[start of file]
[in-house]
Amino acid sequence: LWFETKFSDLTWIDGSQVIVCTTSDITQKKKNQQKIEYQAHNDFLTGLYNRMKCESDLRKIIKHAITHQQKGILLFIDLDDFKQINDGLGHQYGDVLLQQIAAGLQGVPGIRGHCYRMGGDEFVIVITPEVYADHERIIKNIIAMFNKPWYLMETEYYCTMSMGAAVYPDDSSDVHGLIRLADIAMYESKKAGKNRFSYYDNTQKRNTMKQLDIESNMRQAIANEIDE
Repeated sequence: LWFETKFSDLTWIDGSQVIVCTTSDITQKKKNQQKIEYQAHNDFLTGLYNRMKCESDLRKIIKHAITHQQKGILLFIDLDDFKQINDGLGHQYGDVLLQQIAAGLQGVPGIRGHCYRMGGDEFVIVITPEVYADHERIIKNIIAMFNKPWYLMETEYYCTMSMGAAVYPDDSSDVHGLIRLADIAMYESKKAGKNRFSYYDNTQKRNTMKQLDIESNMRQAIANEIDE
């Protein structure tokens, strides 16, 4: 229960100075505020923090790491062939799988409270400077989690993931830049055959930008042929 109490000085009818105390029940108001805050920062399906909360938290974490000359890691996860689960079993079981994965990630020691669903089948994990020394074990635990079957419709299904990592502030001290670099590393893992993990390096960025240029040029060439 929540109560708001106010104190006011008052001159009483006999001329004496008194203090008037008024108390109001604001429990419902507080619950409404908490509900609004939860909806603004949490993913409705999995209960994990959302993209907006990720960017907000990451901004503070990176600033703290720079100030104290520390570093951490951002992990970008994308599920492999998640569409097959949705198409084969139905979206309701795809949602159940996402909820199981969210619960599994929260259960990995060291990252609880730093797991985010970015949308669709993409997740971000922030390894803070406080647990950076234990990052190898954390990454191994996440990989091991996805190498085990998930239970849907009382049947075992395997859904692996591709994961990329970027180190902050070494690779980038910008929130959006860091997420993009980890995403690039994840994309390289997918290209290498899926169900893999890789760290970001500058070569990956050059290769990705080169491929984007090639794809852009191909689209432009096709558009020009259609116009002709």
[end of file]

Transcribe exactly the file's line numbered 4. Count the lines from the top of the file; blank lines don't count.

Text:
């Protein structure tokens, strides 16, 4: 229960100075505020923090790491062939799988409270400077989690993931830049055959930008042929 109490000085009818105390029940108001805050920062399906909360938290974490000359890691996860689960079993079981994965990630020691669903089948994990020394074990635990079957419709299904990592502030001290670099590393893992993990390096960025240029040029060439 929540109560708001106010104190006011008052001159009483006999001329004496008194203090008037008024108390109001604001429990419902507080619950409404908490509900609004939860909806603004949490993913409705999995209960994990959302993209907006990720960017907000990451901004503070990176600033703290720079100030104290520390570093951490951002992990970008994308599920492999998640569409097959949705198409084969139905979206309701795809949602159940996402909820199981969210619960599994929260259960990995060291990252609880730093797991985010970015949308669709993409997740971000922030390894803070406080647990950076234990990052190898954390990454191994996440990989091991996805190498085990998930239970849907009382049947075992395997859904692996591709994961990329970027180190902050070494690779980038910008929130959006860091997420993009980890995403690039994840994309390289997918290209290498899926169900893999890789760290970001500058070569990956050059290769990705080169491929984007090639794809852009191909689209432009096709558009020009259609116009002709």